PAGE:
Last edited 08 Jul 2016

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BIM and facilities management

BIM (Building Information Modelling); everybody's talking about it, and most say they are doing it now, but only a few are doing it right.

BIM is a process. It is not a tool or solution. It is a holistic approach to the design, construction and management of the facilities used in the built environment. At present the technology tends to be confined to the construction phase, where design and engineering teams use three-dimensional, realtime, dynamic building modelling software to create a building information model that encompasses geometry, spatial relationships, geographic information, and the quantities and properties of building components. If appropriate operational information could be incorporated into this model, end users would have all the information they need to operate the building contained in one central database without having to maintain separate asset management systems.

2014 saw the rate of interest rise dramatically within the Facilities management (FM) community, with over 62% recognising that BIM will support the delivery of facilities management. Although this increase is encouraging along with the great work that Deborah Rowland and her Government Soft Landings team have done, the biggest concern by far appears to be how FMs will access, use and manage BIM data. Is it the responsibility of the building owners and occupiers to maintain it?

Findings from a survey that was carried out by the BIM4FM Taskgroup completed in 2013 found that “the majority of respondents believed that BIM could support the delivery of FM services, although over a third remain uncertain". One of the misconceptions that still exist around BIM is that it's no more than just a 3D computer model.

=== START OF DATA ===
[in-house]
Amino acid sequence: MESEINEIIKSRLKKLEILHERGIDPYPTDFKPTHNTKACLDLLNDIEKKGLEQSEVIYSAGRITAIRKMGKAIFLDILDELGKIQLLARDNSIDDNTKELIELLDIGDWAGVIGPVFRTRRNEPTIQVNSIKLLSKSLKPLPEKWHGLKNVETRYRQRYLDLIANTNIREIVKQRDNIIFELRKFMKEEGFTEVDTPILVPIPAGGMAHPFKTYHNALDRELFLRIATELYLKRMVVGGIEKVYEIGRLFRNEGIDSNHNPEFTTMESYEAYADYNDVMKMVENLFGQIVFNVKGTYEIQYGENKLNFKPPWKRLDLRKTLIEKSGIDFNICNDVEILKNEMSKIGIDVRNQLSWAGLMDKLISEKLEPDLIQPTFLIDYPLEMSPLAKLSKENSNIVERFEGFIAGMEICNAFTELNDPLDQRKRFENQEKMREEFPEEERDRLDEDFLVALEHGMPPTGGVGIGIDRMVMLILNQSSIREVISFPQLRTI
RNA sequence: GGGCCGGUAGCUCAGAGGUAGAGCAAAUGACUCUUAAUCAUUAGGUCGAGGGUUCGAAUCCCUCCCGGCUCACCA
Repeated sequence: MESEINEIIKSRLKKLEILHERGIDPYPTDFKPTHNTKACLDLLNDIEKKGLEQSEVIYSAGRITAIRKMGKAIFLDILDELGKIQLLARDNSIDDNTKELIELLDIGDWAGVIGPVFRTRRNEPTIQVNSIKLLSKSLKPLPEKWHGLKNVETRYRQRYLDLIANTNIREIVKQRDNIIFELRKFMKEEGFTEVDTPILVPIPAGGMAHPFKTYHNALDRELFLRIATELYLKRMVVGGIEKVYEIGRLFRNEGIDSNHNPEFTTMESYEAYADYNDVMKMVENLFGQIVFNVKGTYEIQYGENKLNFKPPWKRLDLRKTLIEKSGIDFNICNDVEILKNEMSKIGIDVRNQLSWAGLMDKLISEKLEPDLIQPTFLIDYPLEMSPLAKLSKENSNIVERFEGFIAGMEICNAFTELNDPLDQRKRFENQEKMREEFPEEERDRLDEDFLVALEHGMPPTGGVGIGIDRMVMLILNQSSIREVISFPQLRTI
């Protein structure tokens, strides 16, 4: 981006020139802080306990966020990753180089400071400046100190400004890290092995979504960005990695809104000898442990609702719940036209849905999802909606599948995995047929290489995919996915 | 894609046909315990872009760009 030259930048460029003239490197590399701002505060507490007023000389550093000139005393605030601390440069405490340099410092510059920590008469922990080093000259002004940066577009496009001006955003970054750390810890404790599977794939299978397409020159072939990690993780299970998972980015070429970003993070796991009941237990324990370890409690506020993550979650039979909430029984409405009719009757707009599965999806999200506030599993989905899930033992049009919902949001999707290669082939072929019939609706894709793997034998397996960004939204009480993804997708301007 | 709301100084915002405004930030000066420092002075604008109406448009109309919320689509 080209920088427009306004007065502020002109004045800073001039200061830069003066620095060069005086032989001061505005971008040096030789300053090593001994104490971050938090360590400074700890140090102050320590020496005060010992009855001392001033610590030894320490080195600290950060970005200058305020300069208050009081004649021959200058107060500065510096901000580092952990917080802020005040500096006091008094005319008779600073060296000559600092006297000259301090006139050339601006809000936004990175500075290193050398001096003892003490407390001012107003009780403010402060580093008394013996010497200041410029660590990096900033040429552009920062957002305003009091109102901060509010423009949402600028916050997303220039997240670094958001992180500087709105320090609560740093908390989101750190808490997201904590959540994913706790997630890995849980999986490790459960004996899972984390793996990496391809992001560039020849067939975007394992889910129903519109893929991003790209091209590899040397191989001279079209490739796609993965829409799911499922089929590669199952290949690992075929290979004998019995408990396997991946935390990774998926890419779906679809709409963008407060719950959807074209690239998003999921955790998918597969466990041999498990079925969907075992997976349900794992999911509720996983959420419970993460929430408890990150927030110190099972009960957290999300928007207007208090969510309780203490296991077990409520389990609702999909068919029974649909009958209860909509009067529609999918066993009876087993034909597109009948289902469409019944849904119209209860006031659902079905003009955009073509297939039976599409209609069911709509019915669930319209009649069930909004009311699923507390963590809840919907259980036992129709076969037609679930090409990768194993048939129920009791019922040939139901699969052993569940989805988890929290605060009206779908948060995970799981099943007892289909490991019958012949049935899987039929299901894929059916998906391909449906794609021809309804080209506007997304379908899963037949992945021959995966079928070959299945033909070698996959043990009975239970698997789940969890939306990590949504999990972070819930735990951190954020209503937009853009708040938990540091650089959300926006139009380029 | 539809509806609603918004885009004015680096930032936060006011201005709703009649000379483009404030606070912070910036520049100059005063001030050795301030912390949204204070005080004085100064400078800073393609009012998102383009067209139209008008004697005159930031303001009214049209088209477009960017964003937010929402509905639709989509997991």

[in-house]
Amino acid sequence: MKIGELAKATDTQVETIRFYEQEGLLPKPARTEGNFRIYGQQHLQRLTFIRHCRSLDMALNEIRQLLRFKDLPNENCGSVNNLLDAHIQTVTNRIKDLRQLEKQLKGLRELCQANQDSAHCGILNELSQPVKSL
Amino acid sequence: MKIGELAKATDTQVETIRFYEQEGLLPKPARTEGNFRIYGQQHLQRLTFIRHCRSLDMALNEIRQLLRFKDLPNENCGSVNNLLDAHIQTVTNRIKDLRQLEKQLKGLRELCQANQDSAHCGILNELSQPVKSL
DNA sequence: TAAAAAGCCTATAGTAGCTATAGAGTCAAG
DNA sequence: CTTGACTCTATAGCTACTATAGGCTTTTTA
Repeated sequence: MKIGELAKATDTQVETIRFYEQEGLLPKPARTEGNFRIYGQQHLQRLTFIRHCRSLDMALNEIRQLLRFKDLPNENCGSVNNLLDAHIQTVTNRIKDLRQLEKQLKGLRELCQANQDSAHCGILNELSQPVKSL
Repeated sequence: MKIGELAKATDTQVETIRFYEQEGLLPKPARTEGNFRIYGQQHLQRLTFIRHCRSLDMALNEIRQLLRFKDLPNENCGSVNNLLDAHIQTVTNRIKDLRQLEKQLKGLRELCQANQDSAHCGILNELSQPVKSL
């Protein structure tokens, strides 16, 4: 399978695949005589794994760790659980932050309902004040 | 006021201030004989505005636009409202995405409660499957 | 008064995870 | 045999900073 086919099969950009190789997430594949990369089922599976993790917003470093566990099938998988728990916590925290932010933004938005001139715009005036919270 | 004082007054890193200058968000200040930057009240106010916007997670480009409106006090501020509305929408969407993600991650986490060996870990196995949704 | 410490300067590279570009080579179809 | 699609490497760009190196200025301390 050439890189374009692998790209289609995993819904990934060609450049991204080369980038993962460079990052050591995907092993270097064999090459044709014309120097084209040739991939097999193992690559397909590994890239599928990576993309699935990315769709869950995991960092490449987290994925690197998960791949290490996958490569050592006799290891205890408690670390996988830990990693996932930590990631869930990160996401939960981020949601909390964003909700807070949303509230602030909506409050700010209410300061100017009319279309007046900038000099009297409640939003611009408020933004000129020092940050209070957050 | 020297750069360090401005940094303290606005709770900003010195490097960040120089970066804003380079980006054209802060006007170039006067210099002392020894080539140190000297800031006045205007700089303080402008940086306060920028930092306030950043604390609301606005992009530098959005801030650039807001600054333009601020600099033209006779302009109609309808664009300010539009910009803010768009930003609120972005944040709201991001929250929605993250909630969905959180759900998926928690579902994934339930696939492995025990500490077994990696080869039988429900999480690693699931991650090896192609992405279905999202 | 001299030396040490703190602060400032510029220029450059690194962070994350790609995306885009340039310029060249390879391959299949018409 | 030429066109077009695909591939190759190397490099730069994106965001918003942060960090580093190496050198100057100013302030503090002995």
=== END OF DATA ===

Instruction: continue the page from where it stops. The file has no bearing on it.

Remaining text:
The realisation that level 2 BIM will be required as a minimum by 2016 has brought about the development of the Government's Soft Landings (GSL) approach. GSL provides a process to ensure BIM is embedded and adopted into future development in a way that supports facilities managers and will be mandated in 2016 alongside BIM Level 2.

In essence, soft landings ensures the involvement of facilities managers to improve the performance of assets and to meet the requirements of those that use them. To enable this to happen across a wide range of assets we need support from FMs at an early stage, not only on individual projects, but to ensure the development of data technology and BIM tools will be fit for purpose.

We need:

  • Early engagement of FMs and the end user during the design and construction process.
  • Delivery and operation of building purpose considered as a key element of the design.
  • Continued commitment to aftercare post-handover from the design and construction teams.
  • Post-occupancy evaluation and feedback to design and construction teams to ensure lessons learnt are captured for future projects.
  • BIM to provide a fully-populated asset data set to feed into Computer Aided Facility Management (CAFM) systems and modelling to enable planning modifications. This data will need to be maintained throughout the building lifecycle.

With the advancement of Life Cycle Management Systems, FMs can now start to look forward with the confidence that their engagement in any project should, and needs to be, considered from the outset. As an industry we need to look at the landscape from the operator's perspective and work backwards, instead of just dictating to them what they should have.

The introduction of Project & Life Cycle Management Systems means that the FMs will not see their existing CAFM or Building Management Systems (BMS) become redundant but will benefit from things like:

  • Early project engagement for best practices.
  • Making their contribution towards materials and products used, rather than allowing procurement to make that decision.
  • Enhanced asset intelligence through the use of integrated Product Information Portals.
  • Smarter assets.
  • Cross fertilisation of information across disciplines.
  • A single version of the 'truth'.
  • Starting to understand the performance of the project pre-handover.
  • Understanding the intended operation of the project for maximum efficiency.
  • Integrated links to existing CAFM and external systems.

This article originally appeared in the September 2014 edition of BSRIA's Delta T magazine. It was written by Jo Harris, Principal Consultant, BSRIA Sustainable Construction Group. It has been posted here by --BSRIA 11:02, 9 December 2014 (UTC)

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